7. A.H.Black

    A.H.Black Well-Known Member

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    I finished The Goose Girl, by Shannon Hale today. I liked this re-telling of the fairy tale although I liked Princess Academy better. I have Austenland as well. I hesitate reading it as the movie is coming out soon and I usually don't like getting caught up in movie hype. I may save it for later.

    And, yes, I'm still plowing through Vanity Fair.
     
  8. oleada

    oleada Well-Known Member

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    I've read Divergent, Reconstructing Amelia, If I Stay and Gone Girl. I can't imagine If I Stay as a great movie...I know it was a popular book, but out of the dead/almost dead/dying teenage books, Before I Fall is much stronger. I liked Divergent, but haven't read the sequels. I think Shailene Woodley will do the character justice. Reconstructing Amelia is a meh book, but I can see Nicole Kidman doing the character much better than the author herself did.
     
  9. Artemis@BC

    Artemis@BC Well-Known Member

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    Some of my favourite movies of all time were made from meh books -- when there's a good story in there somewhere, it just wasn't realized very well by the author.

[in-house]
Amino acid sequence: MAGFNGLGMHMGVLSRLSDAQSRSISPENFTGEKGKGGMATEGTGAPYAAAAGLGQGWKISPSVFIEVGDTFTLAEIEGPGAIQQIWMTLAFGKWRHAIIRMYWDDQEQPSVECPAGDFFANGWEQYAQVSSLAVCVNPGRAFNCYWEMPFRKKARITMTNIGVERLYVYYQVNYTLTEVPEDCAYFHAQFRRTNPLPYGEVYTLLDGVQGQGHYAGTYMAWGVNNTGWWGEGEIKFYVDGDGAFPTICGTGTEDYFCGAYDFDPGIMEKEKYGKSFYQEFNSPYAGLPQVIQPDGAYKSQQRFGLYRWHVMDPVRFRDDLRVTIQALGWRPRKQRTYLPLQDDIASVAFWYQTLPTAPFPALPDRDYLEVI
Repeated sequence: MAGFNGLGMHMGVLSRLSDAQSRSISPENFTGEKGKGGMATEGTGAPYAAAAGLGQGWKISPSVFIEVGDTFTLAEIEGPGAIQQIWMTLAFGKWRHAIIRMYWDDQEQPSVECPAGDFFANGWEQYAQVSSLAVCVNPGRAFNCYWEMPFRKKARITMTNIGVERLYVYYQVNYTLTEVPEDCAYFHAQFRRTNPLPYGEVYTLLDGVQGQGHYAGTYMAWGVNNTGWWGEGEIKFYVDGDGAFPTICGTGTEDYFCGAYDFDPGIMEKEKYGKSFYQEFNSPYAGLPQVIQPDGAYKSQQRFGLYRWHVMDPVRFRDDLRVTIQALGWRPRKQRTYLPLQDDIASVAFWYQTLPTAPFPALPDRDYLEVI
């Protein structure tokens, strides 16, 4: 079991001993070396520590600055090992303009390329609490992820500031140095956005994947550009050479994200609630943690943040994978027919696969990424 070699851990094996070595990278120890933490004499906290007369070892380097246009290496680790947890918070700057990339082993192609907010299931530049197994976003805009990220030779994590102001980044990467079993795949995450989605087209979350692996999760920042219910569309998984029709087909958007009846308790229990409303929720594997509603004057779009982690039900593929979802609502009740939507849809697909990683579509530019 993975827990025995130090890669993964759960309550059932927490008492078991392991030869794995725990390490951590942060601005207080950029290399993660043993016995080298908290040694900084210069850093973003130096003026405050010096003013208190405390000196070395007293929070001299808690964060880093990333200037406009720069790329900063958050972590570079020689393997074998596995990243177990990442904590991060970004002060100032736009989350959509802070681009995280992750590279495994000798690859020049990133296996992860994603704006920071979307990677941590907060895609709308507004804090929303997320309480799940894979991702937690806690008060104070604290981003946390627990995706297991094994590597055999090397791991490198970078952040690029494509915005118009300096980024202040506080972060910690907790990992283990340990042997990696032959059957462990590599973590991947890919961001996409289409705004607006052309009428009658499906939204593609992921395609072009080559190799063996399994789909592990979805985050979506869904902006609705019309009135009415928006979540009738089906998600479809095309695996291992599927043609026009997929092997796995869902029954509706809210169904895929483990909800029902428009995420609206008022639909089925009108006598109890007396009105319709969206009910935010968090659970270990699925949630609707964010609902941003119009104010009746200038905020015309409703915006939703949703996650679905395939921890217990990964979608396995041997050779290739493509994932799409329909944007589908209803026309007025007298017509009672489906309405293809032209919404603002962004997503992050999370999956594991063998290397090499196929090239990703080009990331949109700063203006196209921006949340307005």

10. quartz

    quartz Far beyond these castle walls

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    Since I work at a bookstore, where I am fanatical about proper merchandising and alphabetization, at home I am the exact opposite. My books are shelved more or less thematically, but generally I like to display my books by their prettiness factor.
    I group according to size and style, some upright, others stacked.....I like my home library to be all about the aesthetics.
     
  11. Prancer

    Prancer The "specialness" that is Staff Member

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    I liked Before I Fall much more than If I Stay, too. I thought Reconstructing Amelia sounded interesting; why was it meh? Writing? Story?
     
  12. Nomad

    Nomad Well-Known Member

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    Bookstore veteran of eight years here. Which is why I always have more books than any given abode can hold. I like all my foreign language books in one case in my bedroom, alpha by author within language. I also like all books by an author to be in one place. This becomes a problem with Obskuropean writers like Bolesław Prus, whose works I've collected piece-meal, in whatever translation I could get my hands on. Right now he's scattered all over. Although I have to admit that if I put all his books together on one shelf, it wouldn't look very pretty.
     
  13. quartz

    quartz Far beyond these castle walls

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    I have too many books for my just under 1000 sq ft home. I have weeded out countless times and still buy more. Between my employee discount, and thrift store and yard sale finds, books just seem to want to come home with me. I also collect old books, from the late 1800's-early 1900's just for pretty factor. I am pretty much at the point now, where I cannot weed out anything more. If my son ever moves out, I may be able to turn his bedroom into my library.
     
  14. oleada

    oleada Well-Known Member